11 Feb 2020

How to continue CMU


As the von der Leyen Commission reflects on how to strengthen market finance in Europe, global markets are moving on. While the first five years of the Capital Markets Union (CMU) have underlined the necessity of the project, and some new rules have been introduced, no significant change has occurred in market financing. European capital markets remain very fragmented, the participation of retail investors through funds is still limited and hindered by high costs, and the attractiveness for start-ups has not increased. This was exemplified by the US listing of the European firm Spotify in April 2018. These inefficiencies place Europe at an increasing disadvantage compared to other international markets.
In several reports published in recent months, a consensus exists on the need for more market finance for start-ups, the importance of well-functioning channels to allow households to invest long term, the crucial role of government bond markets, including for green finance, and the need for interconnected EU markets. However, it remains to be seen if the EU can achieve these objectives.

In Europe’s overbanked markets, there is no sense of urgency to develop other financing channels for start-ups. It does not seem to be appreciated that market finance is entirely different from bank finance. Many of the well-capitalised US or Asian start-ups would never have got where they are without market finance – they would never have passed a bank’s credit committee – and many of them are still barely profitable. Market finance, an entirely different form of risk sharing, is severely lacking in Europe today. It is doubtful whether an EU SME IPO fund, as proposed by President von der Leyen, will change this.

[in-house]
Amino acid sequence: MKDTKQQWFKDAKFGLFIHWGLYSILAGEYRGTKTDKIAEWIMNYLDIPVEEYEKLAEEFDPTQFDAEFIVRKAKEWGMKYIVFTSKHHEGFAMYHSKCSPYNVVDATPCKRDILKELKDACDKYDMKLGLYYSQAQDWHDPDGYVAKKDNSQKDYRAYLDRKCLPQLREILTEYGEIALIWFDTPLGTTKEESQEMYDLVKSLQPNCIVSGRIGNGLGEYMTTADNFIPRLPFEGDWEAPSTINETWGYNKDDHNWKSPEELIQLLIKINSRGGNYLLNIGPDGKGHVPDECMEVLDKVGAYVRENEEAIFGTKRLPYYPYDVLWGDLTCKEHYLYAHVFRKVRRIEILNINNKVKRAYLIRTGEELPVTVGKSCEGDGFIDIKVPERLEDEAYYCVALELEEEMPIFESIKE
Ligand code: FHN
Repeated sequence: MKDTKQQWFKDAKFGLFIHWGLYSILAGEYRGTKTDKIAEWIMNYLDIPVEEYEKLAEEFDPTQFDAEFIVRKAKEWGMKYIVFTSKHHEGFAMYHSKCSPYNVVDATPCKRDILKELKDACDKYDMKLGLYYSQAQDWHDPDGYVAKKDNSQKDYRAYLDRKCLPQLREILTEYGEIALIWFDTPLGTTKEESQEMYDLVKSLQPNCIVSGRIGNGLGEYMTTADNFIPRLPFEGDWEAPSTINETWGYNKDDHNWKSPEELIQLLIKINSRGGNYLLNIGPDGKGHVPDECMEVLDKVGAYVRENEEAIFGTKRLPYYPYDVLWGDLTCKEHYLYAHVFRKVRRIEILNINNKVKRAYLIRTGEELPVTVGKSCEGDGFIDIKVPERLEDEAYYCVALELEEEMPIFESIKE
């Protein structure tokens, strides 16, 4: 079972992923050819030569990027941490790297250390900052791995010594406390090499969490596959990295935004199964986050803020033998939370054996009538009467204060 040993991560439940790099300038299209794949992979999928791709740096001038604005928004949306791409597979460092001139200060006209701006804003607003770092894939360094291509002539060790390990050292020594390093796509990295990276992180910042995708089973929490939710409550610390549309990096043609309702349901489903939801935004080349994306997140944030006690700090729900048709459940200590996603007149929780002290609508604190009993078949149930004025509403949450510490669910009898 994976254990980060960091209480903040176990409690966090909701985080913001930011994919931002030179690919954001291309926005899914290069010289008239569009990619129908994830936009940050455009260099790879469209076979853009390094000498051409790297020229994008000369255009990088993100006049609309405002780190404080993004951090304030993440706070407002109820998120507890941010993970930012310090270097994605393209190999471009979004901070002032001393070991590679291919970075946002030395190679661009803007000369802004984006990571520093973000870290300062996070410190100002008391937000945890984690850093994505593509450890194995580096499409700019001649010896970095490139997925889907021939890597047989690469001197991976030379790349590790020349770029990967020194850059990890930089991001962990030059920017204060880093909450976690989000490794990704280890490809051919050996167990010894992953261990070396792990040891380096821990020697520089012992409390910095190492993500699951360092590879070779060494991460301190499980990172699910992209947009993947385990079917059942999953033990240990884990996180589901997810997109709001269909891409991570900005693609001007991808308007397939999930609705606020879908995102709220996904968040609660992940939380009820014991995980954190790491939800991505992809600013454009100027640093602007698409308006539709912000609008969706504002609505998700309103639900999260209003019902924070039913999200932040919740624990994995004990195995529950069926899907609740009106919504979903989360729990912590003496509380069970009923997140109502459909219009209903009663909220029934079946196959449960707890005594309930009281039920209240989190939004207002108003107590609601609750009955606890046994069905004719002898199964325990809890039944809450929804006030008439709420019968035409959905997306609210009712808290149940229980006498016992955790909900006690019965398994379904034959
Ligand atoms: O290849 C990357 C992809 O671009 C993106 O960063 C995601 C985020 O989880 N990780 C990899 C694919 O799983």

A second element is the supply of household assets for long-term savings, or the availability of attractive schemes to ensure decent revenues for the old age. While there is a price war in the US between large institutional investors with fees of around 20 basis points, the average in Europe is 10 times higher, if not more. Providing an annual return of about 3-4% should not be a problem, but European households are frightened by the high cost of funds, or their oversupply as a result of dispersed markets. Governments should be obliged to provide a structure for large-scale long-term saving products, as exists in some Nordic countries. It is not sure whether the recently approved Personal European Pension Product (PEPP), approved as part of the CMU programme, will fill that void, as too much diversity is left in place (as I argued before in this piece).

A more integrated government bond market is a third important element for generating scale but is a taboo. Europe’s primary bond markets are still fully regulated at national level, and their functioning differs widely from member state to member state. On top of that, the related settlement systems, where participants in primary bond markets need to deposit collateral or leave securities in a custody account, are widely dispersed. This affects the liquidity and attractiveness of these markets, which are a crucial underpinning of capital markets. A large and homogeneous European risk-free safe asset would reduce banks’ exposure to national sovereign bonds and thus facilitate the completion of the banking union, facilitate the smooth and symmetric transmission of monetary policy, and create a benchmark for CMU.

A final element is the dominance of national supervisors in capital markets, which maintains a strong home bias, and continues to make pan-European IPOs very difficult, for example. Today, for an equity offering to be allowed in another member state (i.e. not the company’s home country), it requires the authorisation of the host supervisor, which in practice means additional requirements, and interference by 26 or more authorities. With the UK – Europe’s largest capital market by far – leaving the EU soon, fragmentation will only increase if no urgent measures are undertaken.

CMU’s future depends on a clear plan to achieve more European market finance. Whether this will emerge or not, it remains to be seen. But time is running out.

Also published as ECMI commentary here.